Abs, biceps, triceps, and pecs are usually given importance whenever we work out, especially for men. Apart from those, quads should also be a staple, as strong quads will absorb the load of impact activity, be it jumping, running, or performing those box jumps. Plus, you know what they say, don’t skip leg day. Quads are not specifically located in your legs but your thighs, although you know what I mean. Unless you’re trying to look like Johnny Bravo, just don’t.

Cartoon Network’s Johnny Bravo

Why You Shouldn’t Ditch Them

Lower-body strength is key to creating a strong, stable foundation. You may or may not notice, but you always utilize your lower-body strength to do all sorts of movements, even the upper-body ones like reaching overhead, throwing, and all those other kinds of daily activities. It also helps prevent possible injuries and manage conditions like arthritis, heart disease, diabetes, etc. Here are some other benefits, based on Healthline:

  • improve the stability of your kneecap
  • protect your knee joint from injury
  • increase your jump height
  • improve your overall athletic ability
  • lower your risk of developing knee osteoarthritis
  • improve your balance and stability
  • make everyday movements such as walking, bending, and sitting easier to do

If these would not convince you to exercise your quads yet, I don’t know what will. If we have successfully encouraged you, then it’s time that we discuss the workouts that you could try. Before you try these, make sure that you warm-up and stretch first at least 5–10 minutes, I’m pretty sure you won’t appreciate very sore muscles the next day if you skip this part.

Bodyweight Squats

Perhaps one of the most well-known all-around exercises for strengthening not only your lower body but also your core, engaging your quads, hamstrings, glutes, core, and spinal erectors. How awesome is that?

Here’s how you do it:

  1. Stand with your feet shoulder-width apart, and your toes pointed slightly outward. Place your hands either on your hips or clasped together in front of you.
  2. Engage your core as you slowly push your hips back, as if you’re about to sit on a chair. Keep in mind that your chest should be up and that you’re not hunched or slouching your back.
  3. Stop once your thighs are parallel to the floor. Pause for a moment before you push yourself back up by pushing through your heels and going back to your starting position.


Soldiers, civilians, and Airmen who reside on Camp Taji, Iraq, enjoy a step aerobics workout
Soldiers, civilians, and Airmen who reside on Camp Taji, Iraq, enjoy a step aerobics workout, on July 1, at the Durable Gym. Word about the step aerobics workout spread, and the class grew from having about 20 people to having almost 50 participants. (Sgt. Andrea Merritt, Public domain, via Wikimedia Commons)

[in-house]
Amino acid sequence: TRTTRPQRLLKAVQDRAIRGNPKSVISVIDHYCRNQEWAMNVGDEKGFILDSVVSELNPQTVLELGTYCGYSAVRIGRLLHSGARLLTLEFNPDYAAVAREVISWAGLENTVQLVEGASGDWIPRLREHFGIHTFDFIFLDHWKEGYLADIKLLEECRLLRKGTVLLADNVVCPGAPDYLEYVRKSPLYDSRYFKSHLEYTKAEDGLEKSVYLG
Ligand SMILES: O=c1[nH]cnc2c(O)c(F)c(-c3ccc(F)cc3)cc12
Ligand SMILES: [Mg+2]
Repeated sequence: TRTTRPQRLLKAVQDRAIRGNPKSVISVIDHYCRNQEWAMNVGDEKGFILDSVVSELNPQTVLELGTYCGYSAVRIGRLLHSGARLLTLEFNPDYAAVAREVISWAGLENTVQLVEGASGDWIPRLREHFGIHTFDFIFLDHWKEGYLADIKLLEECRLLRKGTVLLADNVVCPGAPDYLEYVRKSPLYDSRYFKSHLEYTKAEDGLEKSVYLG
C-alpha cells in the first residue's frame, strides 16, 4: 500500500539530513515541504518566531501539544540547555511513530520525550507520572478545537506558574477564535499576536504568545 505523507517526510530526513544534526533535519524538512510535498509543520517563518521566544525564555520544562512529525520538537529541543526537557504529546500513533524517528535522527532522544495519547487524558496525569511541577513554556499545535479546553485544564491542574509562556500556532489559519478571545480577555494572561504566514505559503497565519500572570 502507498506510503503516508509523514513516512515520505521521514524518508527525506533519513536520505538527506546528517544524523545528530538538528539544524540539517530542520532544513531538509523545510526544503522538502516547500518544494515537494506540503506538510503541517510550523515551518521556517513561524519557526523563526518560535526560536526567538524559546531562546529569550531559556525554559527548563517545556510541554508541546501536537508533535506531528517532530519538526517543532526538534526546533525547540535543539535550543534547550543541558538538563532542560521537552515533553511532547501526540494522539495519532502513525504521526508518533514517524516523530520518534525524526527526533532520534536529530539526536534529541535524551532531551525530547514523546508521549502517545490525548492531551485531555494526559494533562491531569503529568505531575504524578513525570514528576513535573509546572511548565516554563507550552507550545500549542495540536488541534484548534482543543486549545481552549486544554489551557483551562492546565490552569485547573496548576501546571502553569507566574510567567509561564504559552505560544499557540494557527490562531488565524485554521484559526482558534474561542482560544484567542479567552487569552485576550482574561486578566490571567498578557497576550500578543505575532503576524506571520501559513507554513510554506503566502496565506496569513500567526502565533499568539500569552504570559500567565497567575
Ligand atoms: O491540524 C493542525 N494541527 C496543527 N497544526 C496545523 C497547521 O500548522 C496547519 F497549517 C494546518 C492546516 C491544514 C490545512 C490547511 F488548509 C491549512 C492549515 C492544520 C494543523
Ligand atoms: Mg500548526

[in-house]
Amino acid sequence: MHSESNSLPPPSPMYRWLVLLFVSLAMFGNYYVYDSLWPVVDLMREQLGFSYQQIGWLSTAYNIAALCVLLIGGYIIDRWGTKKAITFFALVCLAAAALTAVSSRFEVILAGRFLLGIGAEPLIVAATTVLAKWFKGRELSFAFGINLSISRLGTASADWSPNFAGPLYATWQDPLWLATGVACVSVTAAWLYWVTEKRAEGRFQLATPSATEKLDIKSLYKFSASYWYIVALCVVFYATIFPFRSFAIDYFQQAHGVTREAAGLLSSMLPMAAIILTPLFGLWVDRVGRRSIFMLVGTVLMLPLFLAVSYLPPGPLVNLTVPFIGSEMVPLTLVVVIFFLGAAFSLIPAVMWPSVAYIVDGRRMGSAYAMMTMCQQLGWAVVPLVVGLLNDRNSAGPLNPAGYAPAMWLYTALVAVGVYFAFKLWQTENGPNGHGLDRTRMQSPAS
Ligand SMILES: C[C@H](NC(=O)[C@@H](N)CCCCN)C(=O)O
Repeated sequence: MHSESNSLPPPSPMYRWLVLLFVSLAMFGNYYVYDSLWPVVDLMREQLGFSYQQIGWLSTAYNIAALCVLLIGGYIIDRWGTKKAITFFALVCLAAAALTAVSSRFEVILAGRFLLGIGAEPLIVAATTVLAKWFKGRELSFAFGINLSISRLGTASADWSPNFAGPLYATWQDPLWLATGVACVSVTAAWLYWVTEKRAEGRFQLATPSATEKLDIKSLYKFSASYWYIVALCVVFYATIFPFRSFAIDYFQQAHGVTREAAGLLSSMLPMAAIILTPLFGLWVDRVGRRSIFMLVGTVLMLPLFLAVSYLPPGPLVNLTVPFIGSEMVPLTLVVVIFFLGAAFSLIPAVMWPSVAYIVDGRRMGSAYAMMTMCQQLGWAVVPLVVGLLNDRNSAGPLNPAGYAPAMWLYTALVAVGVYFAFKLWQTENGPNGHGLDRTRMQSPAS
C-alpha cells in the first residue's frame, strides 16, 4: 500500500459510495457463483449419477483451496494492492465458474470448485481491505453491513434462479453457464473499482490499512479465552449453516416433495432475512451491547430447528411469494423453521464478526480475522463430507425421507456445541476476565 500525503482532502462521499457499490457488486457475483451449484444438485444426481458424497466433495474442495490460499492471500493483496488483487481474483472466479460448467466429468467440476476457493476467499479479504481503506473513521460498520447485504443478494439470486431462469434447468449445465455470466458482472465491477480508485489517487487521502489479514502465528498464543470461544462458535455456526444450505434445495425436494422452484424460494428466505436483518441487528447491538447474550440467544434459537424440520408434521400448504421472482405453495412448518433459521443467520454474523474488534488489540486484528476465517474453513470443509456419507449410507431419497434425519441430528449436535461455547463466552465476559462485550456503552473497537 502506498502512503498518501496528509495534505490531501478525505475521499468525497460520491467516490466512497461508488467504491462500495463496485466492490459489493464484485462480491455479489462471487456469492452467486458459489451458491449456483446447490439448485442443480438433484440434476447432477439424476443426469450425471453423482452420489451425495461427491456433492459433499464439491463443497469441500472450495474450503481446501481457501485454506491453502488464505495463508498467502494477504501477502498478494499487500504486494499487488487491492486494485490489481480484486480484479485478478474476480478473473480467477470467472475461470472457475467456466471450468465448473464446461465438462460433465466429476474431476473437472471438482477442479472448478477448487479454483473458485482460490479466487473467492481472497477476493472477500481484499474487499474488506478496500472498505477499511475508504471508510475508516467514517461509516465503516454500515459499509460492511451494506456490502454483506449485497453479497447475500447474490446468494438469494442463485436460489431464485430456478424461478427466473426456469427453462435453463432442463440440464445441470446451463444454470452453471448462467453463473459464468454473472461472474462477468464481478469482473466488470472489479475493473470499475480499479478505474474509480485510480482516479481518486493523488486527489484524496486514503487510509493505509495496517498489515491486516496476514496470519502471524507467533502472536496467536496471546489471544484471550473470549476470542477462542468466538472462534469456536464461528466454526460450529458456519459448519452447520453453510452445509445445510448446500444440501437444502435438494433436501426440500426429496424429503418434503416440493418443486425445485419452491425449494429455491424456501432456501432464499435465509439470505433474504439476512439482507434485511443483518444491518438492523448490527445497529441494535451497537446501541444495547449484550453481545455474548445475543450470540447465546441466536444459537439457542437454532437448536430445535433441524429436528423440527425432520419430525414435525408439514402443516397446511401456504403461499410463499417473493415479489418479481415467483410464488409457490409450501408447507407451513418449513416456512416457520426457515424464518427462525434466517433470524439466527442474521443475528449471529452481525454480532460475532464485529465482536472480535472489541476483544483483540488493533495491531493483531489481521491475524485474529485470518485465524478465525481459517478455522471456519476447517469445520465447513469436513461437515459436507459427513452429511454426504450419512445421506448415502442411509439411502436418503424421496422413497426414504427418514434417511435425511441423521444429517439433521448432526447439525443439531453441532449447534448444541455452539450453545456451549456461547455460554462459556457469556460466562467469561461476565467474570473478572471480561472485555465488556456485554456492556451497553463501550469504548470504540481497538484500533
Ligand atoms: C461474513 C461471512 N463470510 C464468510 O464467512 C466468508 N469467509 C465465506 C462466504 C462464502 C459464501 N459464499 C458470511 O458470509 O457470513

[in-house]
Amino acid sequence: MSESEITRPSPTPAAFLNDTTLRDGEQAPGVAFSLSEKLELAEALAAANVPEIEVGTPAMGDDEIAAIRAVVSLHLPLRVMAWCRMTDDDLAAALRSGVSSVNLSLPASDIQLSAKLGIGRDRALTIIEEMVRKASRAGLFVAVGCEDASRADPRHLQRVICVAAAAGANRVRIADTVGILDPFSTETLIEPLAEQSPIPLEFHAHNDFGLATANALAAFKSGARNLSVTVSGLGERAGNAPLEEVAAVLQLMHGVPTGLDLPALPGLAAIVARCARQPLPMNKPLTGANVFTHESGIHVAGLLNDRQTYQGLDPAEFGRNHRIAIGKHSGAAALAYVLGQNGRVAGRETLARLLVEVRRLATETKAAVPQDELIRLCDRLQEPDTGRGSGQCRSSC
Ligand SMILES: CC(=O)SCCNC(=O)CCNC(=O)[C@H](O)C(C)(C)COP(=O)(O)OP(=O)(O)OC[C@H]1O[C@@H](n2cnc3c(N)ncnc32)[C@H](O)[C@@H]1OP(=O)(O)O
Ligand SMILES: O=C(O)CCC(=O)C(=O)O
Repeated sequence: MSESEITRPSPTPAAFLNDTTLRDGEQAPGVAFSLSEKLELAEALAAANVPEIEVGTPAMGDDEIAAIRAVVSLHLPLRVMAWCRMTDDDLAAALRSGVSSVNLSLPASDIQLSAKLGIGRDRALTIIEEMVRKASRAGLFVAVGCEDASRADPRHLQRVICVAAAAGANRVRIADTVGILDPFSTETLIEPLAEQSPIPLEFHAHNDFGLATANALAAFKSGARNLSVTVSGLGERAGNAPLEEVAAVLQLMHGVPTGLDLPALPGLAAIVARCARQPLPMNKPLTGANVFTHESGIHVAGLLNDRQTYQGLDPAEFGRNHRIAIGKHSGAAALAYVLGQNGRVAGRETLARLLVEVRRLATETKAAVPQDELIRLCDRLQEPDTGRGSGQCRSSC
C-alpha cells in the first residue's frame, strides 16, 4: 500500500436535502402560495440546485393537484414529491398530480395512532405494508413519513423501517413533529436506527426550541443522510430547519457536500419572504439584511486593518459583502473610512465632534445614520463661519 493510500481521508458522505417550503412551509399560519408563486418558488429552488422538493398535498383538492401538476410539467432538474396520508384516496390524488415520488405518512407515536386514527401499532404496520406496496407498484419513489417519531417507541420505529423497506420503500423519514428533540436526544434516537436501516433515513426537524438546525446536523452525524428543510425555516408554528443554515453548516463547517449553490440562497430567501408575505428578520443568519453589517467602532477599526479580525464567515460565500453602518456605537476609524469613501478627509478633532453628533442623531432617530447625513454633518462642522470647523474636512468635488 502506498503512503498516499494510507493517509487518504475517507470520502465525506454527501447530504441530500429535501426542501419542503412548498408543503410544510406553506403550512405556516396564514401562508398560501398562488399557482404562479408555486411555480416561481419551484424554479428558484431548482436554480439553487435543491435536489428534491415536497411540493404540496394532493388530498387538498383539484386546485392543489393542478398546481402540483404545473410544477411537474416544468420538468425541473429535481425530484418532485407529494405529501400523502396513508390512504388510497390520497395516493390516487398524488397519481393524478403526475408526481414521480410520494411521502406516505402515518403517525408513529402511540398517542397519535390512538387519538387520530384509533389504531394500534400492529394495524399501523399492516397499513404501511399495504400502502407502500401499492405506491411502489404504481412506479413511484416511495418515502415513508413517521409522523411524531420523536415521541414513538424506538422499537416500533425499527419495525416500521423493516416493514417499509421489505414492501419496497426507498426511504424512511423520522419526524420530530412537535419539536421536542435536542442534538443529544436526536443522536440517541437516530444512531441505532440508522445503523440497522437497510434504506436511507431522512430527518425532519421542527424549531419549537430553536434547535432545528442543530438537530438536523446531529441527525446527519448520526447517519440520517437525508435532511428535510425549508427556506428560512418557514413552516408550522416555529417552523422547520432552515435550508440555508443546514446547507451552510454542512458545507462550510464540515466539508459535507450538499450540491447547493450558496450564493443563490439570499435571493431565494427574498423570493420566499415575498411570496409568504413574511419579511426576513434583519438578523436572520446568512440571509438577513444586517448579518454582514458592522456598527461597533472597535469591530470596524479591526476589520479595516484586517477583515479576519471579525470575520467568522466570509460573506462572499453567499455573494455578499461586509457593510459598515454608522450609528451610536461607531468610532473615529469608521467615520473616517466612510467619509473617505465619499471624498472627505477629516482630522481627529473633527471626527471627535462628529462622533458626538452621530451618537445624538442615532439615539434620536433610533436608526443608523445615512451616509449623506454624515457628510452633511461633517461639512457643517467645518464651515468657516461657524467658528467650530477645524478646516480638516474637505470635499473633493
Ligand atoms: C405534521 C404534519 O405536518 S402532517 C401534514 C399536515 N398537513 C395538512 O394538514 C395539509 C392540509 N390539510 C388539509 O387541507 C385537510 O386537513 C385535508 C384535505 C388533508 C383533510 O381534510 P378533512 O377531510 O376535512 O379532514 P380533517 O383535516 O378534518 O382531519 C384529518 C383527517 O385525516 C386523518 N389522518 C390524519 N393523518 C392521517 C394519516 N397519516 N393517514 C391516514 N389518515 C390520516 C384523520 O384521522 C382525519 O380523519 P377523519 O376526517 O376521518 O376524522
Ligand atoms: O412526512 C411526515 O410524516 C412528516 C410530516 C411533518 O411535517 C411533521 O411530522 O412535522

If you want something that would also help with your knee stabilization, then step-ups are for you. You would only need a box, a step, or heck, even a chair. Anything stable enough and could support your wait.

  1. Get your preferred step tool and place it in front of you.
  2. Put one foot on your tool and then step up, making sure that your knee is not collapsed inward but instead is aligned with your ankle.
  3. Focus your weight through your heel as you step up while keeping your back straight. Once you’re at the top, drive your opposite knee upward until it’s about hip level. (imagine having to hit something with your knee)
  4. Step backward and down, and then do the same thing with your other foot. That’s one rep.

Bulgarian Split Squat

If you want to up your quad game, then try Bulgarian Split Squat. This engages your quads, hamstrings, hips, and core by working on these stabilizing muscles of your knee and hip more than the traditional squats, be it weighted or not. For this, you’ll need a bench, a box, or probably whatever it was that you used in doing step-ups.

Here’s how:

  1. Move two steps away from the bench (or whatever it is that you got), and then turn your back on it, so you’re facing away from the bench.
  2. Stand with your feet shoulder-width apart before resting the top of one of your feet on the bench behind you. Hop yourself forward so that you are just far enough that you can squat without your knee going past your toes.
  3. Lower down your body while leaning slightly forward until your front thigh is almost parallel to the floor.
  4. Do it for your preferred number of reps before switching to your other foot.

Like we always remind everyone, seek professional guidance if you’re performing these workouts for the first time to avoid injuries. Also, if you’ve been struggling to do regular pull-ups, then hey, check out these alternatives.